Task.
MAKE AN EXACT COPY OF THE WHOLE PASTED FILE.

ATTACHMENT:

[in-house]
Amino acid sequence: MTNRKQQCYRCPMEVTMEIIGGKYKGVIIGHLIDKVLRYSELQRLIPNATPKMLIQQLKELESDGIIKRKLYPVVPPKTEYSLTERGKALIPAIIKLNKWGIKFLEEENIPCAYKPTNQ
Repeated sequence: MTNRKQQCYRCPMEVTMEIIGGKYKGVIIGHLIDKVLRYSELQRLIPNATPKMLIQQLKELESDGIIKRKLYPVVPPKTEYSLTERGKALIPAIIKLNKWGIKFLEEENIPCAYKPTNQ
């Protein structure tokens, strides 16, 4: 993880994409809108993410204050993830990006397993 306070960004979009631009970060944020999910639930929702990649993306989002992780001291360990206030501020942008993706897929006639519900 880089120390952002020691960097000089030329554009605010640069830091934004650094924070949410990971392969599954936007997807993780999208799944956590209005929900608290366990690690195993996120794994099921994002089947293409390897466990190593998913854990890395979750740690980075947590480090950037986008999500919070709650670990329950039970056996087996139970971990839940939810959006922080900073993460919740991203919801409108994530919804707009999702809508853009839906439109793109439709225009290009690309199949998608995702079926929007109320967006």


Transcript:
[in-house]
Amino acid sequence: MTNRKQQCYRCPMEVTMEIIGGKYKGVIIGHLIDKVLRYSELQRLIPNATPKMLIQQLKELESDGIIKRKLYPVVPPKTEYSLTERGKALIPAIIKLNKWGIKFLEEENIPCAYKPTNQ
Repeated sequence: MTNRKQQCYRCPMEVTMEIIGGKYKGVIIGHLIDKVLRYSELQRLIPNATPKMLIQQLKELESDGIIKRKLYPVVPPKTEYSLTERGKALIPAIIKLNKWGIKFLEEENIPCAYKPTNQ
């Protein structure tokens, strides 16, 4: 993880994409809108993410204050993830990006397993 306070960004979009631009970060944020999910639930929702990649993306989002992780001291360990206030501020942008993706897929006639519900 880089120390952002020691960097000089030329554009605010640069830091934004650094924070949410990971392969599954936007997807993780999208799944956590209005929900608290366990690690195993996120794994099921994002089947293409390897466990190593998913854990890395979750740690980075947590480090950037986008999500919070709650670990329950039970056996087996139970971990839940939810959006922080900073993460919740991203919801409108994530919804707009999702809508853009839906439109793109439709225009290009690309199949998608995702079926929007109320967006």